NEW YORK -- Actor Alec Baldwin is speaking out in his first interview since last month's fatal "Rust" movie set shooting, calling it the worst thing that has ever happened to him.
"I think back, and I think, 'What could I have done," Baldwin told ABC News' George Stephanopoulos in an exclusive interview.
"Even now, I find that hard to believe that. It just doesn't seem real to me," he added.
The emotional hourlong ABC News Special with Stephanopoulos aired on ABC Thursday night and is now available on Hulu. A two-hour special "20/20" next week will examine the investigation into the shooting in more depth.
"I've done thousands of interviews in the last 20 years at ABC. This was the most intense I've ever experienced," Stephanopoulos said on "Good Morning America" Wednesday.
Baldwin fatally shot cinematographer Halyna Hutchins and injured director Joel Souza during a rehearsal on the New Mexico set of the western movie on Oct. 21. Baldwin was told the revolver was "cold" and had no live rounds, investigators say.
During the interview, Baldwin described Hutchins and recounted his meeting with her family after she was killed.
"[Hutchins] was someone who was loved by everyone who worked with [her], and liked by everyone who worked with [her], and admired," he said through tears.
A lawsuit filed in November alleges that Baldwin recklessly fired the gun when it wasn't called for in the script. The suit alleges that there was no call for Baldwin to point the gun toward Hutchins and Souza, nor to fire it, and it alleges Baldwin violated protocol by not checking the gun more carefully.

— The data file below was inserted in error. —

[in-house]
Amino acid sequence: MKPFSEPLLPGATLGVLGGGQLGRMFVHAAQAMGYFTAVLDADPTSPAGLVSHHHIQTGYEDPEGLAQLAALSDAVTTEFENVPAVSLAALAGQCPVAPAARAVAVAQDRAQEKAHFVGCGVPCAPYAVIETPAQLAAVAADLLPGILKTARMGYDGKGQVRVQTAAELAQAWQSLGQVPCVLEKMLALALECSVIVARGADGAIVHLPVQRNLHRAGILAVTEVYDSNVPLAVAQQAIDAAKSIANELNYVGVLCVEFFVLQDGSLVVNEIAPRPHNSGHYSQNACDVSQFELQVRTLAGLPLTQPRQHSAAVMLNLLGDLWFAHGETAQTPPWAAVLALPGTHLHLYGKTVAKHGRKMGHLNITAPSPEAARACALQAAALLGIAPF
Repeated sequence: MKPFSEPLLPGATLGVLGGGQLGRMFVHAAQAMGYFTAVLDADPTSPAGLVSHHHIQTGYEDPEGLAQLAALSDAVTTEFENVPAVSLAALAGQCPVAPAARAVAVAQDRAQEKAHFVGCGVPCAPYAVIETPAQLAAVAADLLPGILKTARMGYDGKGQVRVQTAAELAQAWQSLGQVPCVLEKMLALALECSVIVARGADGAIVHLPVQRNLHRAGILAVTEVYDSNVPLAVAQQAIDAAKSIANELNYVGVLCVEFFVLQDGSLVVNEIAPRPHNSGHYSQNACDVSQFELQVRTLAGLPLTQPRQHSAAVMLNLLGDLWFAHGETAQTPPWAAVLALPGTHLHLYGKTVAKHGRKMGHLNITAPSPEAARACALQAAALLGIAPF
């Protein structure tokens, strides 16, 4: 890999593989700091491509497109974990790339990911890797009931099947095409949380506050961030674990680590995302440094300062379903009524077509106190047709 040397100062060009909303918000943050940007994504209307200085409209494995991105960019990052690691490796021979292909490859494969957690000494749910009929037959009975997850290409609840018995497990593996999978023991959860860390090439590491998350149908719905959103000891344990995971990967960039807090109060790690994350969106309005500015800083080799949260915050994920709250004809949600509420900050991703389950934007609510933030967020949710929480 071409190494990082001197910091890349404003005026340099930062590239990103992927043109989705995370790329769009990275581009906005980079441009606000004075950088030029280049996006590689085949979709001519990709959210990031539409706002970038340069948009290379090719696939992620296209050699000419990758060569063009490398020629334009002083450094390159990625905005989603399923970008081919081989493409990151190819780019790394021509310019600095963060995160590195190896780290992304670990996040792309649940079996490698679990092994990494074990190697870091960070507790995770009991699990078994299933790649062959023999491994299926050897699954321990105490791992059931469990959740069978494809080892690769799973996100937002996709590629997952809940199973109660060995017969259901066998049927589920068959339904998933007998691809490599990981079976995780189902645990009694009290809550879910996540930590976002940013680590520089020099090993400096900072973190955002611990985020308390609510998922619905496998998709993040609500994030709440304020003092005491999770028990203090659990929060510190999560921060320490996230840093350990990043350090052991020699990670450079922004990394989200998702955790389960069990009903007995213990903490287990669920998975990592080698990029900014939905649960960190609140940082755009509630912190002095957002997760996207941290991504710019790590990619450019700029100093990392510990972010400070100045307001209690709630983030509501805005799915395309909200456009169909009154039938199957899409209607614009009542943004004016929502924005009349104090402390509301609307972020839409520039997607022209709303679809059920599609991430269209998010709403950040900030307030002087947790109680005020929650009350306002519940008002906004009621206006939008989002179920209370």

But the actor and "Rust" producer denied pulling the trigger and pointing the gun at crew members during his ABC News interview.
"You've described it as a one-in-a-trillion shot, and the gun was in your hand. How do you come to terms with that? It wasn't in the script for the trigger to be pulled," Stephanopoulos asked.
"Well, the trigger wasn't pulled. I didn't pull the trigger ... I would never point a gun at anyone and pull the trigger at them," Baldwin said.
"Never. What did you think happened? How did a real bullet get out?" Stephanopoulos responded.
"I have no idea. Someone put a live bullet in a gun. A bullet that wasn't even supposed to be on the property," Baldwin said.
Investigators initially found 500 rounds of ammunition at the movie set -- a mix of blanks, dummy rounds and what appeared to be live rounds.
The film's armorer, Hannah Gutierrez Reed, told authorities she does not know how a live round ended up in the gun. Her lawyer Jason Bowles said in a statement last week that "we are convinced this was sabotage and Hannah is being framed. We believe that the scene was tampered with as well before the police arrived."
Investigators have described "some complacency" in how weapons were handled on the "Rust" set. They have said it is too soon to determine whether charges will be filed.
Stephanopoulos described the interview as "so raw," and said Baldwin detailed what happened on set the day of the fatal shooting.
"As you can imagine, he's devastated, but he's also very candid. He's very forthcoming. He answered every question," Stephanopoulos said.
"I was surprised in many places over the course of that hour and 20 minutes we sat down," he continued.